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#apaperaday: Newborn Screening for Duchenne Muscular Dystrophy – The Time is Now

In today’s #apaperaday, Prof. Aartsma-Rus reads and comments on the paper titled: Newborn Screening for Duchenne Muscular Dystrophy – The Time is Now

Today’s pick is the white paper from @worldduchenne on new born screening (NBS) for Duchenne muscular dystrophy. The paper is available online and contains detailed descriptions of the why, how and need for NBS for Duchenne. Here the highlights:

The study that I featured a few weeks ago about families with 2 siblings is flagged here as well: parents outlined that there was increased worry when their second child was diagnosed earlier, but they stress that there was more time to plan and treatment was started earlier.

Another argument from people against NBS for Duchenne have is that there is no treatment approved for patients below 4. However, if patients are not diagnosed before age 4, clinical trials cannot occur in this group and therefore treatments will not be approved…

The only way out of this conundrum is NBS argues. Furthermore, I would like to add that the average age of diagnosis is 4-5, which means that for many patients the optimal time to start steroids is in the past when they are diagnosed…thus reducing benefit.

Duchenne parents are very clear about NBS: they outline that it would allow them to be better parents. From a psychosocial aspect, better parenting will lead to a better operating family unit which is also beneficial for the child with Duchenne.

Health care professionals focus on the opportunity to start care early, and to start counseling and carrier screening and to allow families time to consider trial participation. Authors outline that pilots have shown that NBS is feasible. Usually a two-tiered screening is done.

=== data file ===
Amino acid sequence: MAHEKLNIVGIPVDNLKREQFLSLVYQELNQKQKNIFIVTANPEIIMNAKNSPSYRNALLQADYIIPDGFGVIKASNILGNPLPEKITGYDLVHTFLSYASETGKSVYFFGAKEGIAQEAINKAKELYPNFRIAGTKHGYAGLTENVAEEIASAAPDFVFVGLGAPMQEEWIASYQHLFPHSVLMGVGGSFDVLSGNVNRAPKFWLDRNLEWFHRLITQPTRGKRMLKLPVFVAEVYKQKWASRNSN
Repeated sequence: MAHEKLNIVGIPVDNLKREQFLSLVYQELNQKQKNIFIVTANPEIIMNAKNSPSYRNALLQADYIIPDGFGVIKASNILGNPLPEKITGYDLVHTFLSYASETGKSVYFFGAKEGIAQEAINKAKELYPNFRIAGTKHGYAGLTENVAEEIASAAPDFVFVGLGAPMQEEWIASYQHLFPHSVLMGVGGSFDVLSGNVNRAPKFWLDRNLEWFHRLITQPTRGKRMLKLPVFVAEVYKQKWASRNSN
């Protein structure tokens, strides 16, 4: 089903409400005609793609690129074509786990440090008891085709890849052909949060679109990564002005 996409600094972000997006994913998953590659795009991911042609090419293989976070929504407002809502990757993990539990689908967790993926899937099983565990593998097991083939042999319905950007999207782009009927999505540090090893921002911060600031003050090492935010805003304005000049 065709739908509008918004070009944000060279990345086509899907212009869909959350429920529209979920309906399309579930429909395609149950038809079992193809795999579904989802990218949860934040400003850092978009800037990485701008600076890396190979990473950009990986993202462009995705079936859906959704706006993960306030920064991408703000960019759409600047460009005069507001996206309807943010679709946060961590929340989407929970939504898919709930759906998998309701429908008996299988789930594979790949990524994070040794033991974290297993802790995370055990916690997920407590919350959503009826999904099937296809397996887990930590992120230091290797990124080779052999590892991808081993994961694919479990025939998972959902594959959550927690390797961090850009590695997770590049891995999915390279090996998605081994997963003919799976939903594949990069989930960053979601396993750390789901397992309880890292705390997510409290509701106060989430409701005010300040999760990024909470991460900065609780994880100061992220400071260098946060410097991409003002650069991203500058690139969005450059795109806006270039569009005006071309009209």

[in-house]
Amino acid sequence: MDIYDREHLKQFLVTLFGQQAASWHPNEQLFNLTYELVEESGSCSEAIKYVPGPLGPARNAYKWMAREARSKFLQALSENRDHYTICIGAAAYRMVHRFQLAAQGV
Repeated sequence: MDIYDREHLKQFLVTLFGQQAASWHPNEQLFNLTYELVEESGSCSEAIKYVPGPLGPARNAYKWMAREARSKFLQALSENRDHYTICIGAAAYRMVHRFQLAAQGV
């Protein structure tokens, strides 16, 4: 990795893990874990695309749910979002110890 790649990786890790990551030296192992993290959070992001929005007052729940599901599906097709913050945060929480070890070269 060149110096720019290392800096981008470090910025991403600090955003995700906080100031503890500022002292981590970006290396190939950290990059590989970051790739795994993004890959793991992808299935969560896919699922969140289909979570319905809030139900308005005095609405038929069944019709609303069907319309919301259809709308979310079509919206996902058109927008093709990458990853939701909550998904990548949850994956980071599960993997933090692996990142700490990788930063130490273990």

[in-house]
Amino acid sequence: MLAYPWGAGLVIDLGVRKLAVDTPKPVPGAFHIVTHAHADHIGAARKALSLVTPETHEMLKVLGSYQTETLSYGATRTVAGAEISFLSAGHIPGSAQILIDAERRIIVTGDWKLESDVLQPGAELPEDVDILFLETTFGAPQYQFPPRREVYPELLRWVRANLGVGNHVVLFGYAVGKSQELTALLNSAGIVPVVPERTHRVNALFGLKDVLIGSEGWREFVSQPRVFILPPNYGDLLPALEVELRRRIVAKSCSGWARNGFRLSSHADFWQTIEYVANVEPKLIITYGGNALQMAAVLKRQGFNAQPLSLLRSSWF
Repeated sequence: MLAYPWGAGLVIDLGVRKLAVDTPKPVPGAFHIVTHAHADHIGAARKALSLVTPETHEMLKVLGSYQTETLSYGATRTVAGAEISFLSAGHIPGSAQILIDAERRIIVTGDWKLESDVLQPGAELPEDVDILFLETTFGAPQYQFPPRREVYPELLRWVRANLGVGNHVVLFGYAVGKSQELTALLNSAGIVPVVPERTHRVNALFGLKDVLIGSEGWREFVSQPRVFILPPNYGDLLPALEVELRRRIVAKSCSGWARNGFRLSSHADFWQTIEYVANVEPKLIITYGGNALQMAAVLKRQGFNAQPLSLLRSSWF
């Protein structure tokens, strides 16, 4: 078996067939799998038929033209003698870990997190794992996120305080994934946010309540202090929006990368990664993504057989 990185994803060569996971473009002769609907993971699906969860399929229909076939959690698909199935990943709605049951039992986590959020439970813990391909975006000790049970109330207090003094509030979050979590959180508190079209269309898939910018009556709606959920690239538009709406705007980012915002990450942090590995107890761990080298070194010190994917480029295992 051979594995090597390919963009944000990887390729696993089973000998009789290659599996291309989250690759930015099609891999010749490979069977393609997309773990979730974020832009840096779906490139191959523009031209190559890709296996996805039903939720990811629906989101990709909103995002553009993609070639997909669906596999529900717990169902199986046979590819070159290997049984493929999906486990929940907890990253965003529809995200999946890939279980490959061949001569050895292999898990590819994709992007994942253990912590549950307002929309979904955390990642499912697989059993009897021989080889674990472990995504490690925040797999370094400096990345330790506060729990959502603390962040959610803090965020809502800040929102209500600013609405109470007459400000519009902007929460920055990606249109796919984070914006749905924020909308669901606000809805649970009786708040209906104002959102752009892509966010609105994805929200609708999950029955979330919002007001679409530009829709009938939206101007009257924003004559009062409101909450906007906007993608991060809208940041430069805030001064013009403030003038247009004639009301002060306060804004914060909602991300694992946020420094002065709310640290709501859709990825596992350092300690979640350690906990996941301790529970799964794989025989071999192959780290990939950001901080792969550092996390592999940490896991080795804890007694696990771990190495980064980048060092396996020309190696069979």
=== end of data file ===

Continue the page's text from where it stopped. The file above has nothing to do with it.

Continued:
First blood analysis is done to see whether creatine kinase (marker for muscle damage) is elevated. If so, DNA analysis is done. For now usually first exon deletions and duplications are studied first with MLPA (75%) & then Sanger sequencing is used to find small mutations (25%).

In the future, likely it will be more cost-effective to just do whole exome or whole genome sequencing in one go. Authors stress that NBS is not only a test, but that there is a wider infrastructure around it, that involves governance and education of those involved.

Finally, authors stress equity & raise the point if girls should be screened. Some female dystrophinopathy patients have an early onset & these would be detected. Furthermore, there are of course also considerations for cardiomyopathy risks later in life and reproduction aspects.

However, it should be stressed that some girls who are carriers will not have elevated CK. So it is important to remember that for carriers the NBS screening can be negative for dystrophinopathy. This is part of the education that the authors already mentioned.

The document contains more details (that you can read for yourself) and also has appendices on Duchenne, its care and approved therapies and those in development and an outline of NBS pilots, and the key principles for NBS.